This is very 1971. Maybe the time horizon is longer but Germany can build an army just out of the refugees

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Re: West Asia News and Discussions

Postby SwamyG » 11 Sep 2015 19:32

Singha wrote:whatever were the functioning 'secular' states in the islamic belt - libya, lebanon, syria, iraq have been destroyed by the west over time. now its between the devil and deep sea - the greener than green wahabi warriors on one side and the risks of refugee life on the other.

What was the rationale to destroying these "secular" and less virulent strain of Islamic dictators? Libya is Sunni, Lebanon is split between Muslims and Christians; the muslims in turn split between Sunni and Shia. Syria and Iraq have sizeable Shias. The ethnicity is diverese....so why did 'West' (a.k.a America) have the khujli to dismantle these regimes and create chaos?

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Re: West Asia News and Discussions

Postby Altair » 11 Sep 2015 19:53

You ask as if Americans go anywhere with a plan? There is no grand conspiracy or plan. They just make stuff up and create chaos. They do it because American war machine benefits from chaos.

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Re: West Asia News and Discussions

Postby SwamyG » 11 Sep 2015 20:04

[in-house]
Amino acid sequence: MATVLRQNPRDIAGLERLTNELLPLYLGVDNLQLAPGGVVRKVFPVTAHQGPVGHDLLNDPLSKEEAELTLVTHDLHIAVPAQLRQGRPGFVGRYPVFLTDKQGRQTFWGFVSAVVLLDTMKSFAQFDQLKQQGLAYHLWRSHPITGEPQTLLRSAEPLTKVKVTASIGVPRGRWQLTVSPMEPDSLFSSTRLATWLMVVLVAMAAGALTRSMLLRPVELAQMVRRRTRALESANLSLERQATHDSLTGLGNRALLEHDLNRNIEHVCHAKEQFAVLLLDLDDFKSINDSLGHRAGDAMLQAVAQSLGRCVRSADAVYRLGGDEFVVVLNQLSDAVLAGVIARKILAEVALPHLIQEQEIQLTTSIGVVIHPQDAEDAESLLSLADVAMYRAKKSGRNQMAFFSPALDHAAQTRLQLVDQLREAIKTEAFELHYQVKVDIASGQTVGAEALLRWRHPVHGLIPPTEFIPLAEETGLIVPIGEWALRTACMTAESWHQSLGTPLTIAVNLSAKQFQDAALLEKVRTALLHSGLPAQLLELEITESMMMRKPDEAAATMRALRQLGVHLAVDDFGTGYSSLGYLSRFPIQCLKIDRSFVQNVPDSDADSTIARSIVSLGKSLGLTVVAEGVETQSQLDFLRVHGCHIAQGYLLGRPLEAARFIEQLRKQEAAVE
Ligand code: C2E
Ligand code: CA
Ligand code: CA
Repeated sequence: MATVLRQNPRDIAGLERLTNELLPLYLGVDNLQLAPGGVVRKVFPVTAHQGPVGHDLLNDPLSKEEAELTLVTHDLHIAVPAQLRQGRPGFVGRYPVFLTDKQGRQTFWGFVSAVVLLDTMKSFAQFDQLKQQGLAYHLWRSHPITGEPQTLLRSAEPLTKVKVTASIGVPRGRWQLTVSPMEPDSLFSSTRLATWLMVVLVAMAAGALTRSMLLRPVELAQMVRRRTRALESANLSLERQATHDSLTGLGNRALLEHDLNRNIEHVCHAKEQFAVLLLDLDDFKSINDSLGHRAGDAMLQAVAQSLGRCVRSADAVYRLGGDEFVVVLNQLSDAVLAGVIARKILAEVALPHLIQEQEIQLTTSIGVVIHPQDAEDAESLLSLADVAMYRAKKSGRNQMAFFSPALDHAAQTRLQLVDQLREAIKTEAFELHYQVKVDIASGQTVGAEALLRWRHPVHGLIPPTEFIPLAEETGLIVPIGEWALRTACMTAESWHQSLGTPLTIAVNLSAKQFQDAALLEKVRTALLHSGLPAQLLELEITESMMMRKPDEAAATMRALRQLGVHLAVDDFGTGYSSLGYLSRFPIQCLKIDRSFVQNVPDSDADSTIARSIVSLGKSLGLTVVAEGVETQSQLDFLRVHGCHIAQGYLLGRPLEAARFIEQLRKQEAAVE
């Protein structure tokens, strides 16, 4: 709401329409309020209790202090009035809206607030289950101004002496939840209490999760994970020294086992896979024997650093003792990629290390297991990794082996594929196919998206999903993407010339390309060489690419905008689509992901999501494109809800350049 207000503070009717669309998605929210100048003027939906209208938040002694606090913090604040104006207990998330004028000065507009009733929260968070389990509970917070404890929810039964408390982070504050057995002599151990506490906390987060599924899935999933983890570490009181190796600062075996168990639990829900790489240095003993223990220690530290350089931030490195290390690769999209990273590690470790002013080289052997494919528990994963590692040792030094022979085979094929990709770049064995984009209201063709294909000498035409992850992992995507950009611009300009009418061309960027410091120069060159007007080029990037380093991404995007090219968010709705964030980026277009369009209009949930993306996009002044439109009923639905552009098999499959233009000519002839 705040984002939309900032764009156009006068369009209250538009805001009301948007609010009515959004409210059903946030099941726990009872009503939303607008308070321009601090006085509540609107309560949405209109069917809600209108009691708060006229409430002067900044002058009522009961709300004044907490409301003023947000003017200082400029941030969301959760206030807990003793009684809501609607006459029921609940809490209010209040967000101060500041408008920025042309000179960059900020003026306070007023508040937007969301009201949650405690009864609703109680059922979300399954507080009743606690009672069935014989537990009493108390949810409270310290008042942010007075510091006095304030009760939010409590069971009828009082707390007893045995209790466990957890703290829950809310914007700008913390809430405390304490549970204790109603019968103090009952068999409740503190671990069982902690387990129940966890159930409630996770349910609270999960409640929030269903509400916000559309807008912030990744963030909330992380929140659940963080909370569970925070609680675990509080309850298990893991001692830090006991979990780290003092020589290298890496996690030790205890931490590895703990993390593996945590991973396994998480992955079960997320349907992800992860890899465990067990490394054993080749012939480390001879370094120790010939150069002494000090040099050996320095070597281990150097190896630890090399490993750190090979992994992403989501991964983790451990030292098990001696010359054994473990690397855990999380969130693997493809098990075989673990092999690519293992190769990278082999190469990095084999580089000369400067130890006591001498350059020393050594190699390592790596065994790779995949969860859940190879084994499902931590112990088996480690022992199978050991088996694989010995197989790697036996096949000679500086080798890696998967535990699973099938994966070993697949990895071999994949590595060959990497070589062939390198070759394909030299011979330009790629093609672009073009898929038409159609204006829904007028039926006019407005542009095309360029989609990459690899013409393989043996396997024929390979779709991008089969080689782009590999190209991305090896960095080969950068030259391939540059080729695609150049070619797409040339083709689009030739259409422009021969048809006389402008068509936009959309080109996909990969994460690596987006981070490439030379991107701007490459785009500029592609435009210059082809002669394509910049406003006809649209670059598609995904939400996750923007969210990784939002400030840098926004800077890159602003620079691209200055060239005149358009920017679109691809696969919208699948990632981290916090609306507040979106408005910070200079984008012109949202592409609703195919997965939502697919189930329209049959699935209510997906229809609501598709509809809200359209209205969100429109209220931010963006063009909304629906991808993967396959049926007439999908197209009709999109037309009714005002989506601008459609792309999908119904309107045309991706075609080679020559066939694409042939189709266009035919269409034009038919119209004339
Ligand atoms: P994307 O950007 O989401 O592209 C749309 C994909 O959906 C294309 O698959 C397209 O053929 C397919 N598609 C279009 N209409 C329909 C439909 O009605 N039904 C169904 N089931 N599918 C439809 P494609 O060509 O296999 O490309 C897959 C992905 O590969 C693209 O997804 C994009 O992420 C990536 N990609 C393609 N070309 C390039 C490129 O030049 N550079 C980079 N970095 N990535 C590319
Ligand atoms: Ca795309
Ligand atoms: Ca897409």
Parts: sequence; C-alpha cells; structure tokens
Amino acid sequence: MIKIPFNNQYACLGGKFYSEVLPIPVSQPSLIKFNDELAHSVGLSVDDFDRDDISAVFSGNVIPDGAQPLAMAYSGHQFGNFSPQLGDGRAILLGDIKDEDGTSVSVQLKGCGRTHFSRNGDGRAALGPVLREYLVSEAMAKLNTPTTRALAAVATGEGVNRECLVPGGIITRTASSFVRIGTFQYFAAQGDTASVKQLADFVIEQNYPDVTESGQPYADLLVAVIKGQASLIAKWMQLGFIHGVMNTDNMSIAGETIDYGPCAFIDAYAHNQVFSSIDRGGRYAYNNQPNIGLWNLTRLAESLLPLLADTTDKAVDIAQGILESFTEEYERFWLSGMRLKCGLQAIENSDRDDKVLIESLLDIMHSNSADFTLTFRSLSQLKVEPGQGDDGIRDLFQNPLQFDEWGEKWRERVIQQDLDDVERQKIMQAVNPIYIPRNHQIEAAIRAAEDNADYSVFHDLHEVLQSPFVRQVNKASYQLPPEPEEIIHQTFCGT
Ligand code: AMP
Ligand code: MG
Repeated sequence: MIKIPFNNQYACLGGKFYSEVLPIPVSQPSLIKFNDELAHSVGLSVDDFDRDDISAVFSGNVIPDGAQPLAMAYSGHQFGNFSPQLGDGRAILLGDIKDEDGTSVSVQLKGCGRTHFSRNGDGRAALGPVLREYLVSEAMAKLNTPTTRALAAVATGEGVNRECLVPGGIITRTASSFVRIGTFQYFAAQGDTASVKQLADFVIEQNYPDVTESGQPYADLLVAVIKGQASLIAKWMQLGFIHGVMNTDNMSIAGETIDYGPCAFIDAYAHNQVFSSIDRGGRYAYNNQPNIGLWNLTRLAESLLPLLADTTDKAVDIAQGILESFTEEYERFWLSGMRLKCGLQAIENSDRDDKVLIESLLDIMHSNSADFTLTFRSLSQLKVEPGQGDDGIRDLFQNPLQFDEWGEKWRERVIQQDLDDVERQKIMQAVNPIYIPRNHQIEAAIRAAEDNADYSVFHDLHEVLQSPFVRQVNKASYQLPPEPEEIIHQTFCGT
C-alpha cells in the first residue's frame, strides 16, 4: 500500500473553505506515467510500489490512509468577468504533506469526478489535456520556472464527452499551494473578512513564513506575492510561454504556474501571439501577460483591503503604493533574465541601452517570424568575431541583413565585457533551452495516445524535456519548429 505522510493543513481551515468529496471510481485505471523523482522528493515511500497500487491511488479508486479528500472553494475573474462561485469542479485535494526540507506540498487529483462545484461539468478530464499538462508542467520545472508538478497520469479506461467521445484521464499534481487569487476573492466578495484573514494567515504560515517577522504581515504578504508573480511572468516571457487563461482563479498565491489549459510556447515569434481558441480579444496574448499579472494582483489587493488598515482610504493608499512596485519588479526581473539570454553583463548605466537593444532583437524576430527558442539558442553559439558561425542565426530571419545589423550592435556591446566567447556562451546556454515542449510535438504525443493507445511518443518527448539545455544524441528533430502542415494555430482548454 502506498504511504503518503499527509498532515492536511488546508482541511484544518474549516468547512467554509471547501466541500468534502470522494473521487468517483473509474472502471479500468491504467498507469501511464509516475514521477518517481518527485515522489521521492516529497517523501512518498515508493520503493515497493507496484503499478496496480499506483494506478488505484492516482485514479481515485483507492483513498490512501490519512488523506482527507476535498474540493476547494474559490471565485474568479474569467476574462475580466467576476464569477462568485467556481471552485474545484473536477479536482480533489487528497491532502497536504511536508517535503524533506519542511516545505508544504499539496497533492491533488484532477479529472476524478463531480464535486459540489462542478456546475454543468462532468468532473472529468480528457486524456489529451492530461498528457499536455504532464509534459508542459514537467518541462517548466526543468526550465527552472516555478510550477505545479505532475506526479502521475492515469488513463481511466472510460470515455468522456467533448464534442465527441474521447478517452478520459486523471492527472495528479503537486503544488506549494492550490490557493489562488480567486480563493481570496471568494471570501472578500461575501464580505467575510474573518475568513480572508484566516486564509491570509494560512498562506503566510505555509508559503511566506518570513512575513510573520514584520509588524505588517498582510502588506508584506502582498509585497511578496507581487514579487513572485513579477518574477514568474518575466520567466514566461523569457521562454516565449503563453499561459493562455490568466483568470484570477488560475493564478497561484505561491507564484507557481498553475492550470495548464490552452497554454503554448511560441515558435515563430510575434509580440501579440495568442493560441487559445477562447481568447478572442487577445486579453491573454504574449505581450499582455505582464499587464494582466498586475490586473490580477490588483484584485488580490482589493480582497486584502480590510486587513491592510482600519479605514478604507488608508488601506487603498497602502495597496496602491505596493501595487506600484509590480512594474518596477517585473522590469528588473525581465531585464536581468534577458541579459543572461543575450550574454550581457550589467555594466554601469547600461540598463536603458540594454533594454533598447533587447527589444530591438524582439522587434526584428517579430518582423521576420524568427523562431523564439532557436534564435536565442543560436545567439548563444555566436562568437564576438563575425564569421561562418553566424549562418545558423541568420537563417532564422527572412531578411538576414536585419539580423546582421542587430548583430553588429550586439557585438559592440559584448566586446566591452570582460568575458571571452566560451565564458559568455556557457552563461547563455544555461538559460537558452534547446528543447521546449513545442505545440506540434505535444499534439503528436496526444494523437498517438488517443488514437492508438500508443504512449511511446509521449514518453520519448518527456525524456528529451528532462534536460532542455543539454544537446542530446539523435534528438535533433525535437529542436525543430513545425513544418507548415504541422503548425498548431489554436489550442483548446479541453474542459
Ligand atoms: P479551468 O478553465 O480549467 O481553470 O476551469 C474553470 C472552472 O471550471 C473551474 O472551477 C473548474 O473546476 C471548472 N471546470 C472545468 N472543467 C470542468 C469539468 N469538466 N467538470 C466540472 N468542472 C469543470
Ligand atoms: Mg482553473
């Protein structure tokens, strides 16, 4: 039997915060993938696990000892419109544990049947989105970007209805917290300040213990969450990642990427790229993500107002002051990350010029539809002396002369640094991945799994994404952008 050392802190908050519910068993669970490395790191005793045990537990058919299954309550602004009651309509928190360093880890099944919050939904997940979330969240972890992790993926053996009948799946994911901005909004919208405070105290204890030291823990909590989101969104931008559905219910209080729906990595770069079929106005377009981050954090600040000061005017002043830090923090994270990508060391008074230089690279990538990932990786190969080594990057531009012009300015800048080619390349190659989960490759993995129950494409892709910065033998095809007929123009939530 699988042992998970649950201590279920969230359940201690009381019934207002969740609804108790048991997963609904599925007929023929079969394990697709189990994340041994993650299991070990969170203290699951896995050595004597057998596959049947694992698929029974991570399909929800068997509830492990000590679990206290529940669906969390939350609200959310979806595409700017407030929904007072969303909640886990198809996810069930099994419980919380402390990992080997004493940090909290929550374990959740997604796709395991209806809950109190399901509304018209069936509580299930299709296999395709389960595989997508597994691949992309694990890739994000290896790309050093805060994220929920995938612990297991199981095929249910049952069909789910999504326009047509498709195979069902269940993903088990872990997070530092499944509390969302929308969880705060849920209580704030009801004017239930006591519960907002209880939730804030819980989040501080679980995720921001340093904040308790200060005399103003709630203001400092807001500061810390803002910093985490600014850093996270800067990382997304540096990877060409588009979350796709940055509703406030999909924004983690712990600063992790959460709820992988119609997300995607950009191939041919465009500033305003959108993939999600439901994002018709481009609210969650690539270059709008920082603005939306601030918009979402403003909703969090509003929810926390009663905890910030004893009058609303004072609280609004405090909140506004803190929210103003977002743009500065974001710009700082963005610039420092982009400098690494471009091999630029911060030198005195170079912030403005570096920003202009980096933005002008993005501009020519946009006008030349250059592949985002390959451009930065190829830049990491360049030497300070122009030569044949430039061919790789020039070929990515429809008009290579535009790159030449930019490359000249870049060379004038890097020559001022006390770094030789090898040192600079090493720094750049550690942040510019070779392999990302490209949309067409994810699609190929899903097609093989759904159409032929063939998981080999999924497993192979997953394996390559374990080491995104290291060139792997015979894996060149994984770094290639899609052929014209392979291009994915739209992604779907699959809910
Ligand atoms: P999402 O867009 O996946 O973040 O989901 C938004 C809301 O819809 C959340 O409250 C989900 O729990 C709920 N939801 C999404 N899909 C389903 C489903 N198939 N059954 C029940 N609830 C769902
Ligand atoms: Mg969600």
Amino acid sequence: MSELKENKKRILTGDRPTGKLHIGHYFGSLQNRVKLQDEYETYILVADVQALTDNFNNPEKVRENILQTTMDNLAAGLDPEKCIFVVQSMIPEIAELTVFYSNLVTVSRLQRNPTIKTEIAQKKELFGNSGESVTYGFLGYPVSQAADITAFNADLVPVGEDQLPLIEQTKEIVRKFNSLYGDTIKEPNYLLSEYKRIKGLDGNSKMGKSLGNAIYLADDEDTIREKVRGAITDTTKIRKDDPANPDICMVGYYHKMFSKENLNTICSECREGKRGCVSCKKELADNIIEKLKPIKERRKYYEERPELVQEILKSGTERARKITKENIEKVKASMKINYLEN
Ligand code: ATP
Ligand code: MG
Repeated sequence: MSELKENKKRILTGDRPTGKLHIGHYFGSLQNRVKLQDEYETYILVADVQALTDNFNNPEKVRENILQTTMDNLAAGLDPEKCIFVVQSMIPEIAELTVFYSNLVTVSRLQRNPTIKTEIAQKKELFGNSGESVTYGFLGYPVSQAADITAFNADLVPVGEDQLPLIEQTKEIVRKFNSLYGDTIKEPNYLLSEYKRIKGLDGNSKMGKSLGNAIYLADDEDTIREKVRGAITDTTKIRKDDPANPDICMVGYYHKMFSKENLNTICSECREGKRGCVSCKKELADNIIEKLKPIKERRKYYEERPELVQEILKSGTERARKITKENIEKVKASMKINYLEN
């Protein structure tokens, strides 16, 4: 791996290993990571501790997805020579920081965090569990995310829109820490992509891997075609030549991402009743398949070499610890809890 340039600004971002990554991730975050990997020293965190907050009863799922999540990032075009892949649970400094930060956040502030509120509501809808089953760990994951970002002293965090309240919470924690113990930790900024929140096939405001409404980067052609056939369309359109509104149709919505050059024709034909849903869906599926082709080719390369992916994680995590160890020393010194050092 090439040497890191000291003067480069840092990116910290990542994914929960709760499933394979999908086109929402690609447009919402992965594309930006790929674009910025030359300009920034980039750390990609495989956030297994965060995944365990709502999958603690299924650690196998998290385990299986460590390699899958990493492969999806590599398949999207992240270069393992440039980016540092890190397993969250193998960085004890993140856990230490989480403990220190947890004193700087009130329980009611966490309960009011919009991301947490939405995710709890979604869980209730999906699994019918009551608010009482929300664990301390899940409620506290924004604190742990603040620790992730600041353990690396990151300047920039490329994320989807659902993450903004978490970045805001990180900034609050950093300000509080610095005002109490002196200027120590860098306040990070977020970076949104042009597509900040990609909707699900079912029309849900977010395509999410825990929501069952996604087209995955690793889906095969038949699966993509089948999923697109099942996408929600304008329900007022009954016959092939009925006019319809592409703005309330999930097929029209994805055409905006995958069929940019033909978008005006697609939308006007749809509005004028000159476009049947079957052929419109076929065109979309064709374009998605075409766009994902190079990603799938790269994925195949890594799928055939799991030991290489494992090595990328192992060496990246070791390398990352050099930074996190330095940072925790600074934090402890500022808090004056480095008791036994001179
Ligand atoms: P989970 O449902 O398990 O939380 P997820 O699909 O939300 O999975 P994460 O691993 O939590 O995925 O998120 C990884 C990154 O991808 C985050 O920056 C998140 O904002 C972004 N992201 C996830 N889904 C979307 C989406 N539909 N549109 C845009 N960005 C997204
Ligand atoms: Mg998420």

So there was still a reason - the Military-Industrial Complex: https://en.wikipedia.org/wiki/Military% ... al_complex

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Re: West Asia News and Discussions

Postby Singha » 11 Sep 2015 20:33

all these countries were not overtly western lackeys, some like iraq, lebanon and syria were more close to russia and iran.

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Re: West Asia News and Discussions

Postby RajeshA » 11 Sep 2015 20:37

Altair wrote:You ask as if Americans go anywhere with a plan? There is no grand conspiracy or plan. They just make stuff up and create chaos. They do it because American war machine benefits from chaos.


There are always four plans.

  1. The Freedom & Democracy Plan - for speeches & PR

  2. The Official Balance of Power Plan - helping allies etc.

  3. The Dirty Plan - for cynics & conspiracy theorists, often to do with grabbing resources, manipulating others